"When you have experience of trying them, observing them, and looking at cases,
you come to realize it's very difficult for a jury seated in that box to say
'yes, you need to kill that man,'" Learner said.

Assistant Capital Defender Jayne shared similar sentiments when addressing the
finality of the punishment.

"There's a huge difference between someone sitting on death row and someone
serving a sentence of life in prison without parole," Jayne said.

Jayne also emphasized the importance of negotiations with clients and their
families, in addition to the district attorney's office.

"A lot of times, it's just a person who has taken a wrong turn, and we have to
explain the differences between the death penalty and LWOP (life without the
possibility of parole)," Jayne said. "On rare occasions, we've also been able
to explain that to the victim's family as well."

Of the state's capital cases during fiscal years 2007 through 2015, 58.1 %
resulted in a conviction of 2nd-degree murder or less; 20.1 % ended in a
conviction of less than 2nd-degree murder; and only 2.2 % resulted in a death
verdict, according to NCIDS statistics.

"The absolute horrifying thing to me is that we have people sitting on death
row or in prison because of faulty DNA or testing from 10 or more years ago,"
Jayne said.

A total of 262 inmates have been removed from death row, some of which
posthumously, according to the NCDPS. Most received a resentencing or retrial
and were sentenced to life in prison without the possibility of parole, but
other defendants had charges completely dropped in a retrial.

"It's easy to charge someone with 1st-degree murder, but it doesn't always mean
that's what they should be charged with or that they should be charged at all,"
Jayne said.

Jayne said it's a choice on the district attorney's part whether to pursue the
case capitally or not.

"And I haven't seen any decrease in (district attorneys pursuing the death
penalty)," Jayne said.

"This thing about, 'we need to execute him,' the actual mechanics of the court
system, it's not happening," Learner said. "I wouldn't be surprised if North
Carolina eventually had a moratorium or completely dismantled the death
penalty."

Importance of negotiations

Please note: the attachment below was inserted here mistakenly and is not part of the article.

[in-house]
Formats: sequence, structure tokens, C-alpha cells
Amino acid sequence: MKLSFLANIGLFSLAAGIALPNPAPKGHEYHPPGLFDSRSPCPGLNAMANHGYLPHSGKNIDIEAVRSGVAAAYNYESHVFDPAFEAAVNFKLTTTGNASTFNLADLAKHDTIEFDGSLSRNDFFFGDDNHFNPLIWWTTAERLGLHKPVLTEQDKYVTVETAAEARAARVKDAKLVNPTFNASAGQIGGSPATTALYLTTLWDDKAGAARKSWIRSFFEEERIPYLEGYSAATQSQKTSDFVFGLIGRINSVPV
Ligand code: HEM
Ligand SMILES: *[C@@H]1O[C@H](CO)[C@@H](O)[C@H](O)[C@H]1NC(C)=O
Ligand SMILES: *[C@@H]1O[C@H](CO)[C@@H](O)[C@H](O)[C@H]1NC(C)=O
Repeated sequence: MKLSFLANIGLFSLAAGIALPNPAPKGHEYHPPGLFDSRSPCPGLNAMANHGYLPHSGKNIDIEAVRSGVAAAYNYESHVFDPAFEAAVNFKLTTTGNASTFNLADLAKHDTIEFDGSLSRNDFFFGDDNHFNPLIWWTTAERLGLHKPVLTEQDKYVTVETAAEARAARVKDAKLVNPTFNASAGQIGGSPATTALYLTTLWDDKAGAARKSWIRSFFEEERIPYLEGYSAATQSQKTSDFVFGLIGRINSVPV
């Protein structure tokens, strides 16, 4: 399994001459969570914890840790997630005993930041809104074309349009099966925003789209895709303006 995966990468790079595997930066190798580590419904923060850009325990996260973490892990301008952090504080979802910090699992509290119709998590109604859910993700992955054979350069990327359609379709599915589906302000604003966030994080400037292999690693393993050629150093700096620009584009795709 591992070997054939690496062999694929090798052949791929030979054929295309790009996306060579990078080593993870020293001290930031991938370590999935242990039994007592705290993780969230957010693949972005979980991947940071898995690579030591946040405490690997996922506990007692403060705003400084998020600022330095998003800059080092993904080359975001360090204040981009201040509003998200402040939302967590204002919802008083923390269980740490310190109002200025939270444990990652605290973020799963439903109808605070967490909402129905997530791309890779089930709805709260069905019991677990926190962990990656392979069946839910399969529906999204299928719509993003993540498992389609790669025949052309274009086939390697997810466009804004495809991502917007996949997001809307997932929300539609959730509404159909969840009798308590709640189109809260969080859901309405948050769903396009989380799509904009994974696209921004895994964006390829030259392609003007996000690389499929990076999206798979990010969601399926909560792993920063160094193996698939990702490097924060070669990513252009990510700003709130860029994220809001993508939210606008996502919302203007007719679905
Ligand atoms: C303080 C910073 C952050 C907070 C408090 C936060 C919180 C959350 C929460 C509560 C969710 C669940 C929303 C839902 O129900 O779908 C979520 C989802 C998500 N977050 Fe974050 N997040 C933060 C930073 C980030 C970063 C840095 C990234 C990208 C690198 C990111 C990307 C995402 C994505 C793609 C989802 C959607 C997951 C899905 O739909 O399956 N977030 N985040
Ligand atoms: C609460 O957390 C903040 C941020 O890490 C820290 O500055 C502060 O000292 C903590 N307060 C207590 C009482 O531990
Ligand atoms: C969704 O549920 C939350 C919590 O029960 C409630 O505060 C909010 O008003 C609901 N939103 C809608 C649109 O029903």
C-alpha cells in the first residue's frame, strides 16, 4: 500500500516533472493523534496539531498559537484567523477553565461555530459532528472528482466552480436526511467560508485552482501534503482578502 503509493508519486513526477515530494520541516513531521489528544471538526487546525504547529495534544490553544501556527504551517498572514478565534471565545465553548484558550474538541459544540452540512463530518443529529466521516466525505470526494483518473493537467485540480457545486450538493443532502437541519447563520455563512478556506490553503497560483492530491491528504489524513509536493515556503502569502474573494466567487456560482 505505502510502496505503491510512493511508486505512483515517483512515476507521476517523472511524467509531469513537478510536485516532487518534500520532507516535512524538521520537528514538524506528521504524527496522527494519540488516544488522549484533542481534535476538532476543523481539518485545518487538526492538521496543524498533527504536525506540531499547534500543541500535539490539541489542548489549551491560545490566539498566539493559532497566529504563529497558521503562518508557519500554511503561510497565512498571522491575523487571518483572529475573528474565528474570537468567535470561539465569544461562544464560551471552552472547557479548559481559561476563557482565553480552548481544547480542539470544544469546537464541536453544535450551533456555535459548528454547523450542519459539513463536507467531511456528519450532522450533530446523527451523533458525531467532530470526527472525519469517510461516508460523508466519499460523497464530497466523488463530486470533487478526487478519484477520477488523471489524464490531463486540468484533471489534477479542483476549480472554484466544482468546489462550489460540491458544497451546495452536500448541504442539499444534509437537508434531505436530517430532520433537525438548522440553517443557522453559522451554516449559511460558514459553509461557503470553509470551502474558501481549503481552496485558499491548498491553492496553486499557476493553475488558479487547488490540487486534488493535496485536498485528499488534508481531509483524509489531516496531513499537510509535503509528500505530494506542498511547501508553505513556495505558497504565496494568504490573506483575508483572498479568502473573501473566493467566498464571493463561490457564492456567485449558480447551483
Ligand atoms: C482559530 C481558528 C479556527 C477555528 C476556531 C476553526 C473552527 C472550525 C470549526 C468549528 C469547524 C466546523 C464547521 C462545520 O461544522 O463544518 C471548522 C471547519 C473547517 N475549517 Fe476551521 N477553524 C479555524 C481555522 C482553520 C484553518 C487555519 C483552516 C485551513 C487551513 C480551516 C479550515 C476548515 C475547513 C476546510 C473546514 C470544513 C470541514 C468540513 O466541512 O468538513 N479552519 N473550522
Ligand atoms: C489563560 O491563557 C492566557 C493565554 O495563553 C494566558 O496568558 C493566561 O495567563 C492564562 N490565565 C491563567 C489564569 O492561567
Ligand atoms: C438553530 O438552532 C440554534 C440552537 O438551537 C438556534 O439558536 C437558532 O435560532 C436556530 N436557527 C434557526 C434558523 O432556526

A death penalty verdict cannot be achieved without going to trial. However, a
conviction of murder of the 1st or 2nd-degree can be reached through a guilty
plea, which does not require a trial if the defendant agrees to plead guilty.

"You have cases where you know what happened, but you don't know why it
happened," Jayne said. "And that's where you get into the client's mental
health, provocation, and many times, those are the kind of cases you hope to be
able to resolve without going to trial."

Jayne elaborated on a case recently she called "client-driven" where the
defendant said, "Please just save my life and get me to LWOP (life in prison
without parole)."

"There are cases like that, but other cases you don't know what happened,"
Jayne said, citing the possibility of lost information, mistakes on a crime
scene or witnesses recanting.

Jayne noted that despite improved resources with the North Carolina State Crime
Lab, it's not perfect.

"We may be pushed for something to be tested and have our expert find out,
'they didn't do this right,' because DNA is a complicated thing," Jayne said,
adding that every expert the capital defender's office uses is approved by
NCIDS.

"And that's where negotiations can be so important, to be able to work with the
DA's office and have an open mind to listen to your investigation," Jayne said.
"It's not a game."

"There are various things that we'll look at from the standpoint of what do we
need and decide, is this a case that we can go forward with," Learner said.

"There has to be checks and balances, the system works when everyone does their
job and represents who they're supposed to represent," Jayne said. "It's when
people do underhanded things or are negligent that things don't work."

Learner stressed the importance of communicating with the victim's family in
murder cases; in several recent possibly capital cases in the 25th district,
the defendant has pleaded guilty with a sentence of life in prison without the
possibility of parole in an effort to take the death penalty off the table.

Learner discussed the case involving Sharman Odom, 34, who pleaded guilty to
the murder, 1st-degree sexual assault and 1st-degree kidnapping of Maggie
Daniels, 31, a Discovery High School counselor in 2014.